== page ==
Have you been writing much poetry lately? Maybe not, but I bet you can really make your scope documents and your schedules into works of art. And when challenges arise, I bet you and your team find creative ways to problem solve and deliver an excellent product or service.
The above quote is the poetic way of saying what your mom might have told you. I do not know your mother, but maybe she did not speak to you in prose. Perhaps she said it this way, “Actions speak louder than words.” Mom was right.
Consider the case of “Jeffrey” the project manager (real name withheld). Jeffrey believed that strong project communication management was what made the difference between a good project experience and a great project experience. He could cite case studies which showcased project failures and how those failures came back to poor project communication management. In fact he often raised these examples during project team meetings. He loved to bring up examples of organizations he believed handled communications with excellence. He held these organizations up to the team as examples to be followed.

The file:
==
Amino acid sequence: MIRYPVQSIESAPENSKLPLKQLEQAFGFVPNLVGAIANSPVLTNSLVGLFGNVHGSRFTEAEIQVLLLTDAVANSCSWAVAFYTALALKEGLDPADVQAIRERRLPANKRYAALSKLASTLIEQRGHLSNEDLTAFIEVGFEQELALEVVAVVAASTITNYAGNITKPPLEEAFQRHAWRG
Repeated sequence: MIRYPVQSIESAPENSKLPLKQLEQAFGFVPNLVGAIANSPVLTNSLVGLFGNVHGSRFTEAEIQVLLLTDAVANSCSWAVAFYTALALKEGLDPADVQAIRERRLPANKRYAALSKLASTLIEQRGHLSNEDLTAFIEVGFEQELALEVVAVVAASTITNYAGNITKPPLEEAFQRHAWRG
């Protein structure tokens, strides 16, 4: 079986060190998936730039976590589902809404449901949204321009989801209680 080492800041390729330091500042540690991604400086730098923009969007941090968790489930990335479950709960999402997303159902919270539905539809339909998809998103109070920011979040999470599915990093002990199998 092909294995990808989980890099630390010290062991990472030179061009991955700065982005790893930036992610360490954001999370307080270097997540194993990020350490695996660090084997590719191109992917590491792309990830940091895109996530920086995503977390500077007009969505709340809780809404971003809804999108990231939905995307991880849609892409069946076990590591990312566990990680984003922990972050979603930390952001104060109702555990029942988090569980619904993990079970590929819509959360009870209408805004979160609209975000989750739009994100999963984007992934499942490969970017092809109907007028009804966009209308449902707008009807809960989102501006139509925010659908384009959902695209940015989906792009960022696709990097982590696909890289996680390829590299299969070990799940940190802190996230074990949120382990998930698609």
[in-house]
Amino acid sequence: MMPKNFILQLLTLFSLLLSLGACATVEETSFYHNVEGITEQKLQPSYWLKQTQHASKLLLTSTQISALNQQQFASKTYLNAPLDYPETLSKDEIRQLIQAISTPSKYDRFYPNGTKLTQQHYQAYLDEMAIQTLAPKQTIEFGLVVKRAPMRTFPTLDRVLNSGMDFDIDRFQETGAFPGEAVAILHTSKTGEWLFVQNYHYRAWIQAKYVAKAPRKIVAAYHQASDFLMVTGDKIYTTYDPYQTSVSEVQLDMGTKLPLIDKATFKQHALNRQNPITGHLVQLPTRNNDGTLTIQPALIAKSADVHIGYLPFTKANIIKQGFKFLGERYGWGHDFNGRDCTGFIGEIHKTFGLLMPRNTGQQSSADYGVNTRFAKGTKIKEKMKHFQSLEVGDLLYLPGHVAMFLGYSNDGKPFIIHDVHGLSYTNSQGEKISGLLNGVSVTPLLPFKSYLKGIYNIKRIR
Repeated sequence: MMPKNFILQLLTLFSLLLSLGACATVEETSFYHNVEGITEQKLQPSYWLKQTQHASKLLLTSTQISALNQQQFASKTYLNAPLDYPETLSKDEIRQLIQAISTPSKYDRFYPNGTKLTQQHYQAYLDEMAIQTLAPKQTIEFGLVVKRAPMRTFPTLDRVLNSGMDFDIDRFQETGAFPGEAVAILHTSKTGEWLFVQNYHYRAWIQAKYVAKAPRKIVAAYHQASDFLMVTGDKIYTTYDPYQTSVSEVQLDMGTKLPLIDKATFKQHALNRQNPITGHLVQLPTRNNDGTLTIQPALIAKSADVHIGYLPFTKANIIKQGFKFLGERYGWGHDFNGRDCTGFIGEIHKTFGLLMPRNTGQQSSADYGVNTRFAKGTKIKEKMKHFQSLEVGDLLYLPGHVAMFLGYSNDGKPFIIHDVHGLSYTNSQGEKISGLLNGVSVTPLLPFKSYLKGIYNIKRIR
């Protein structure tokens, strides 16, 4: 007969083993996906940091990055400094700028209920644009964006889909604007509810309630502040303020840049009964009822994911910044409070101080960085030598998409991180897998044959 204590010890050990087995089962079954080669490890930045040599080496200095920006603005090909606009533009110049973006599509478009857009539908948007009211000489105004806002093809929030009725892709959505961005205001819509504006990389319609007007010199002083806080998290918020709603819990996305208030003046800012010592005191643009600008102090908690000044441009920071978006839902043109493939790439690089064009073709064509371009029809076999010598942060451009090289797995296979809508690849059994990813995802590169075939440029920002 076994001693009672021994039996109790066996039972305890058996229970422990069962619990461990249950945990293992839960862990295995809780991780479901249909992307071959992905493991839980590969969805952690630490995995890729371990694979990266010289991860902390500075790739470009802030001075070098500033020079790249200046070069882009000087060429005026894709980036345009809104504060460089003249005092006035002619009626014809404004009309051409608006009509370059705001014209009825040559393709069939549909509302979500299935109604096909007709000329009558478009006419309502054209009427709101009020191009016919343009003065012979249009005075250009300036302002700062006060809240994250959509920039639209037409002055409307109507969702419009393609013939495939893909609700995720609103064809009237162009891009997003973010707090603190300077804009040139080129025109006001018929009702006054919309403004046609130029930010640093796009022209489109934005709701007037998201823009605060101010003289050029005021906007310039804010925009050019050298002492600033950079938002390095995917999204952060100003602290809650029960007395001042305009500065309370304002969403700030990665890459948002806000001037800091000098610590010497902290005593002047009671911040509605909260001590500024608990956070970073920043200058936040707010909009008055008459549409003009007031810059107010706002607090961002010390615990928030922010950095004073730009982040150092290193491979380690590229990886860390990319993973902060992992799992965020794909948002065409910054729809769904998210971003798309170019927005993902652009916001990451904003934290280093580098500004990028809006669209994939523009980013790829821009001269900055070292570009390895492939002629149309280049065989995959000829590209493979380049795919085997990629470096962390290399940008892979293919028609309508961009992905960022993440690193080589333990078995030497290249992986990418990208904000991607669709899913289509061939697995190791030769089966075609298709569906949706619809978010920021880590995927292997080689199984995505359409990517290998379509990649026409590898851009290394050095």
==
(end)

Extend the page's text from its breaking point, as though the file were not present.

At first his team was caught up in his enthusiasm for communications. After all one of their most frequent issues was lack of communication from management. After about a month team members noticed a disappointing pattern. Jeffrey’s talk about excellent communications was just that – talk. The team rarely saw him between meetings. He did not share project status with them and he did not tell them what transpired in all of the meetings he attended. He seemed to be consistently behind on emails and phone calls. When team members resorted to texting him with questions or concerns, his standard reply was, “Thank you, I will get back to you.” Most were still waiting for him to get back to them.
Now the team was impatient when Jeffrey would share stories of communications wins or failures. In the past team members would ask questions and engage in the conversation about what makes communications extraordinary. They waited for him to wrap up his stories. Many stopped listening. Perhaps it is far to say that they could no longer hear him because the real Jeffrey, the one who did not represent excellence in communication was thundering behind the other Jeffrey. The true Jeffrey drowned out the other Jeffrey with his actions, which made his words impossible to hear.
Say who you are and be who you say you are.